Speeches

Mr. President, Republicans are ready to begin debating the DHS Funding Bill.  But in order to do that, we must vote to proceed to the bill, and Democrats have blocked us from doing that.

This is simply a procedural vote.  It doesn’t mean you support or oppose the bill; it doesn’t mean you support this or that amendment; it simply means you are willing to engage in an open, transparent, and public debate about the future of Homeland Security. 

Now why would our friends across the aisle be afraid of that?

They’ll tell you that this is about who truly supports funding Homeland Security, but that’s not true and they know it.  As many of my colleagues have shown over the past three days, our bill funds Homeland Security.

The difference is that the Democrats also support the president’s incredibly unpopular and controversial action to grant amnesty to 5 million individuals here illegally who will now be eligible for work permits and entitlement benefits.

But the American people don’t support that:

  • They oppose the way President Obama went around Congress. 
  • They oppose the damage this policy will do to American workers. 
  • And they oppose the crisis it is creating at our border – as we saw last summer with so many children making that dangerous trip to get to this country.

And now that the American people have put Republicans in charge, we are trying to keep our promise to them, do what they sent us here to do, and hold a vote on the President’s action.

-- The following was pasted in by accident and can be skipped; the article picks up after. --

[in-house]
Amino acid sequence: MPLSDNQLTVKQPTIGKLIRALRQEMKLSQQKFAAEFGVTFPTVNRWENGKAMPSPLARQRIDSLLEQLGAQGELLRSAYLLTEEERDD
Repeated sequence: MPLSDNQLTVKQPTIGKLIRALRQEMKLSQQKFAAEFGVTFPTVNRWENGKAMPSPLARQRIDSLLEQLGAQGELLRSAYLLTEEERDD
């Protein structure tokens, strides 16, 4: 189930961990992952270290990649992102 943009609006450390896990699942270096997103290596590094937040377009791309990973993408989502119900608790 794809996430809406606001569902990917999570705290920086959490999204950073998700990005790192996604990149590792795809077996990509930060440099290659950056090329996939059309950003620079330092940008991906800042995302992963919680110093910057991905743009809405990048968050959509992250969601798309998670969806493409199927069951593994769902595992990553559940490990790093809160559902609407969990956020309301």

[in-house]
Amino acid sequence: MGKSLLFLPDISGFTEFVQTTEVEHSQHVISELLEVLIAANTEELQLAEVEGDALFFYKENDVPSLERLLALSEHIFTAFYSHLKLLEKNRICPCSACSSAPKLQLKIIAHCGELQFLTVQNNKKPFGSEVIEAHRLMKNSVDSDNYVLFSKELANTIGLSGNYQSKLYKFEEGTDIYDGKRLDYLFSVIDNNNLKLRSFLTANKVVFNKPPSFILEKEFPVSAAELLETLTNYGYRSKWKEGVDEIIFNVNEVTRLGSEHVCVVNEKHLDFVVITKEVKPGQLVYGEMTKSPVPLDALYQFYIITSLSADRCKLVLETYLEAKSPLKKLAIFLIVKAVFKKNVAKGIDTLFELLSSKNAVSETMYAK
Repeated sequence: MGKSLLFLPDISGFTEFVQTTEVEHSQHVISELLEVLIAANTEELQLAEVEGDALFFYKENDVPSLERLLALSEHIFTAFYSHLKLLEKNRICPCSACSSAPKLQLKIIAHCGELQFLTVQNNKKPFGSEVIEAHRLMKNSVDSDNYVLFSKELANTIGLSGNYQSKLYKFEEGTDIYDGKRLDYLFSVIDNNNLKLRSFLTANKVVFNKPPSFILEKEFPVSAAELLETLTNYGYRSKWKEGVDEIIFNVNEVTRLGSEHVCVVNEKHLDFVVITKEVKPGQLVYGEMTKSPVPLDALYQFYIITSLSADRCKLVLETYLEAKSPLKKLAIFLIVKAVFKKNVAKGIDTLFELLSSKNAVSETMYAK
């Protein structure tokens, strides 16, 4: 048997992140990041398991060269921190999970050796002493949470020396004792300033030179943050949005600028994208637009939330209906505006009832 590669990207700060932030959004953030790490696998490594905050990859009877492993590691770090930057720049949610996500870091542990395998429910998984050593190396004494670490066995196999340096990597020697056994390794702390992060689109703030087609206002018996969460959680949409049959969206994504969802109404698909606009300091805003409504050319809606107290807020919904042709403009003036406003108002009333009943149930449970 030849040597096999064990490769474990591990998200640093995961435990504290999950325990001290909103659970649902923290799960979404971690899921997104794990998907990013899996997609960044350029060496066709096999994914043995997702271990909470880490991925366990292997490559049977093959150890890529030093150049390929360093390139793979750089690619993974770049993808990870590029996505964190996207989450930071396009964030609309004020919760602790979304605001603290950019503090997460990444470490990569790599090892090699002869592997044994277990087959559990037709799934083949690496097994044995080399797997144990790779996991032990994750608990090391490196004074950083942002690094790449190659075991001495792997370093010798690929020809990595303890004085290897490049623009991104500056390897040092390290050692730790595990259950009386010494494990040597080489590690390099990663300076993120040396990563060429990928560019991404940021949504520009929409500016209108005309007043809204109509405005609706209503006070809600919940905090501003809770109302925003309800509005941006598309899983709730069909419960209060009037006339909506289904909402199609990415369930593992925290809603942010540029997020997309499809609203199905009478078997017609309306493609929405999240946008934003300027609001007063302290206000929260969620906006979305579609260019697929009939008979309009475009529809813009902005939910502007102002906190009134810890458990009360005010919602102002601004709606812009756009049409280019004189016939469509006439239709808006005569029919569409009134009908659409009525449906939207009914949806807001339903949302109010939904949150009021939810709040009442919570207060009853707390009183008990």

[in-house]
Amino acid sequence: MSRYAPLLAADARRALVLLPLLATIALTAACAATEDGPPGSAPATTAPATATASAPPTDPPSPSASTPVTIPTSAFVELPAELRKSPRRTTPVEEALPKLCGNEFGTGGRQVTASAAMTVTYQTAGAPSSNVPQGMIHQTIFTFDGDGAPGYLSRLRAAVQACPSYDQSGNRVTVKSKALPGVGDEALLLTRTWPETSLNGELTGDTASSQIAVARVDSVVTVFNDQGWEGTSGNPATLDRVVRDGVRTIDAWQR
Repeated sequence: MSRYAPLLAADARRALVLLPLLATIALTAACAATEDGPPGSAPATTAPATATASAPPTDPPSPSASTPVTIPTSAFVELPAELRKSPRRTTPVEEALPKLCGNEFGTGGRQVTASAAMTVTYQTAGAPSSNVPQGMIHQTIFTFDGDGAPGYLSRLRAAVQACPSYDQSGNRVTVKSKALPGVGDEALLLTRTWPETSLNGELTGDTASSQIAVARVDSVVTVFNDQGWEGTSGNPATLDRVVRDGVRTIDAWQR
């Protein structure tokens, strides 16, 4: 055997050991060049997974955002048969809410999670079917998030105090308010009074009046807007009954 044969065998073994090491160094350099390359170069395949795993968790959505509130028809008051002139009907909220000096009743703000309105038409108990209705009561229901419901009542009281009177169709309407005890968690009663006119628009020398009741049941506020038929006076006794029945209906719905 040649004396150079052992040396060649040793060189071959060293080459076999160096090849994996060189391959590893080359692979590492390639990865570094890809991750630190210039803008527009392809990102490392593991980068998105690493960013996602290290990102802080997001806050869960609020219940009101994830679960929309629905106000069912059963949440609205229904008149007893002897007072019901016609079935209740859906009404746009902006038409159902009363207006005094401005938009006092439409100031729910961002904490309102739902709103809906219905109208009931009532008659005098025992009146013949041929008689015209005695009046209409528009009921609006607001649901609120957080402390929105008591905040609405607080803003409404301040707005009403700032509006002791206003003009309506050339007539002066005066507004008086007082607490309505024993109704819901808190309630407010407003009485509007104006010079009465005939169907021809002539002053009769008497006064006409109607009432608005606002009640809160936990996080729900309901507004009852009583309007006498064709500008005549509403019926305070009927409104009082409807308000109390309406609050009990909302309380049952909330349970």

But the Democrats are afraid of taking that vote.  That’s why they refuse to even begin consideration of the bill – plain and simple.

This effort to try and hide from the American people is embarrassing.

Democrats say they have an alternative bill and that we should pass it immediately. There are two problems with that approach.

First – That may have been the way the Senate worked under the previous majority – writing bills in back rooms, waiting until the last minute to make them public, filling the tree, no amendments, no debate, and ramming the bill through without any input from the American people.

But that’s is not the way the Senate is supposed to work, and it’s not the way the Senate will work in a Republican majority.

And second – traditionally, appropriations bills don’t start in the Senate.  In fact, the House has not considered a Senate-originated appropriations bill for over 100 years, since at least 1901, the period for which records are readily available

And unfortunately for them, the bill the Democrats want is not supported in the House because it’s not supported by the American people.

Mr. President, It’s time to stop delaying democracy; it’s time to stop hiding from the American people. 

Let’s have a vote.  Then let’s have a debate.